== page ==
While a two-bedroom flat in Peer Machchala would cost anything between Rs 30 lakh to Rs 35 lakh, a totally ‘raw’ flat in Sector 20 is not available for less than Rs 50 lakh. No wonder, the USP of all realtors who are coming up with their projects in Peer Machchala is that the location of their project is near Sector 20, Panchkula.

Jagdish Goyal, managing director of AP Shresth Colonisers, which has named its project Panchkula Heights, said the USP of most housing and commercial projects in Peer Machchala was not just the proximity to Panchkula, but also the excellent services they were offering to customers. “Most builders are coming up with luxury apartments which will have an all-weather swimming pool, electronic surveillance, 24-hour power and water back up, earthquake resistant RCC frame structure and lush greenery within the complex. All this is available at half the cost and we will surely have a better, if not a similar response to the projects in neighbouring Panchkula,” he added.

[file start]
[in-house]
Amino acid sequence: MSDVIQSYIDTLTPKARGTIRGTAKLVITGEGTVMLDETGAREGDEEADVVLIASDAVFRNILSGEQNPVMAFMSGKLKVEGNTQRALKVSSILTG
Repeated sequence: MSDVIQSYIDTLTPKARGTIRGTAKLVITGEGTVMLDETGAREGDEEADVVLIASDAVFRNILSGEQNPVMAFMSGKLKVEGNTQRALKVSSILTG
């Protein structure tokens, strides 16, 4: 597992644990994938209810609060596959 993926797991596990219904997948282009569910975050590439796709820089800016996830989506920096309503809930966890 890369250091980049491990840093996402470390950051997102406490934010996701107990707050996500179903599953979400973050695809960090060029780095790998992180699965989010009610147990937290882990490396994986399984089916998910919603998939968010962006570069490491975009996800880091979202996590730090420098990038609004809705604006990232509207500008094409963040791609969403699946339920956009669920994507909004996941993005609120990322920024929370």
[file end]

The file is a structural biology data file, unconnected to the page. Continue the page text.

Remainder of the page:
The difference in rates, say realtors, is only because of lack of basic infrastructure in the Peer Machchala area of Punjab. Whereas Sector 20, Panchkula, boasts of excellent road infrastructure, community facilities like dispensary, police station, schools and a well established commercial area, Peer Machchala which is now witnessing a boom in realty development has no road network, sewerage or any community facility. The only road leading to the village from Zirakpur is too narrow, while the other connecting road of the village from Sector 20 is disputed as the Haryana government has termed it illegal.

However, Ajayvir Sehgal, CMD of Chandigarh Colonizers, which is coming up with Opera Towers in Peer Machchala, says that it is indeed unfair that the rates of property should be so low here. “We have requested the Punjab government to expedite the infrastructure work in this area,” he added.